A U.S. Navy veteran whose service included the evacuation of Vietnam in April 1975 received several medals from Congressman Fred Upton, R-St. Joseph, during an award ceremony on Friday, March 20 at the Veterans of Foreign Wars (VFW) Hall in Portage.

Dennis Jokela, 60, of Kalamazoo, served as a second-class petty officer and flight deck aviation electrician troubleshooter on the USS Coral Sea, an aircraft carrier, during the Vietnam evacuation, dubbed Operation Frequent Wind. He was also involved with the recovery of the U.S. merchant ship SS Mayaguez and its 39 crew members, who were seized by Khmer Rouge forces in Cambodia in May 1975.

“Mainly we were a refueling station for the planes flying to get sick and wounded people out of the country, and we did have some refugees on board,” said Jokela, who owns general contracting firm The Jokela Group. “A Marine flew his family out (of Vietnam) in a Cessna and that landed on another carrier. It ended up being pushed over the side to make room for other planes.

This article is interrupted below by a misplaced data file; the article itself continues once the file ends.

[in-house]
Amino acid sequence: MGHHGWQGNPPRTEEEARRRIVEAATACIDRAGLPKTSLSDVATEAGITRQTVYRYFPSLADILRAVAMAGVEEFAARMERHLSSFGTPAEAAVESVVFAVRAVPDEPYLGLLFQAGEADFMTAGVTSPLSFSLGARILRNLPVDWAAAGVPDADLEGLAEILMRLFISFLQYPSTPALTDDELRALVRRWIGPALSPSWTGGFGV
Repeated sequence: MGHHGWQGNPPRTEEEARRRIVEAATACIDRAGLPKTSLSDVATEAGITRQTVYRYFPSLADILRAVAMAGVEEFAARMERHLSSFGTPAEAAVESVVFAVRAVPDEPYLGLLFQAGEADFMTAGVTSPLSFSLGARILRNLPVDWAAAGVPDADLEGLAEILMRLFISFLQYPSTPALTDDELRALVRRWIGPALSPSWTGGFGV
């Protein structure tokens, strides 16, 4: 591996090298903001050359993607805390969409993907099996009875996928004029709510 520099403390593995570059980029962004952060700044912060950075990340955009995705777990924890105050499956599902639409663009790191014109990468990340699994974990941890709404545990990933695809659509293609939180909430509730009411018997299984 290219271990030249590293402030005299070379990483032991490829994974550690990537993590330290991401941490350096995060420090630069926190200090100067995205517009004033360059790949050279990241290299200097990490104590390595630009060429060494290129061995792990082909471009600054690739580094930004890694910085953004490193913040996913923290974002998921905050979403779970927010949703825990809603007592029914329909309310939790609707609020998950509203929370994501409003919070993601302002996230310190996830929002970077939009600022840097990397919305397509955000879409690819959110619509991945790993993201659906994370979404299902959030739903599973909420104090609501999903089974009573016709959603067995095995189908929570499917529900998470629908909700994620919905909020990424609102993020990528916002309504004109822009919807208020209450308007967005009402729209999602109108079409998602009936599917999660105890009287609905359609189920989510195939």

“A month later we went to Cambodia. After Saigon fell, the Cambodians thought they would flex their muscles and took the Mayaguez and its crew. President Ford said get it back. And three days later we got the ship and the crew. We lost a few (crew members) but we got it.”

Jokela received the Vietnam Service Medal, the Armed Forces Expeditionary Medal for the Mayaguez Operation, Meritorious Unit Commendation Ribbon with one Bronze Star, National Defense Service Medal, Navy Good Conduct Medal and the U.S. Navy Honorable Discharge Button for his service.

“I was an aviation electrician troubleshooter on the flight deck,” said Jokela, who served from 1974 to 1978. “It was the most dangerous job in the world because it was on the flight deck on an aircraft carrier, but I loved it. I would do it again.”

Jokela, who is a reserve officer with the Kalamazoo County Sheriff Department and host of a Christian public television show, said he didn’t have the warmest welcome when he came home. While walking to his gate at a Chicago airport, his belongings were slapped from his hands, he was tripped and spat upon eight times each, he said.

“We, as a nation, weren’t as kind as we could have been to our military personnel when they returned from service in the 1970s,” said Upton, whose office helped Jokela obtain his medals. “I hope Friday’s ceremony provides the ‘Thank you’ that Dennis Jokela should have gotten back then for serving our great country in time of conflict. I am proud to be able to share this experience with a service member who helped save so many lives.”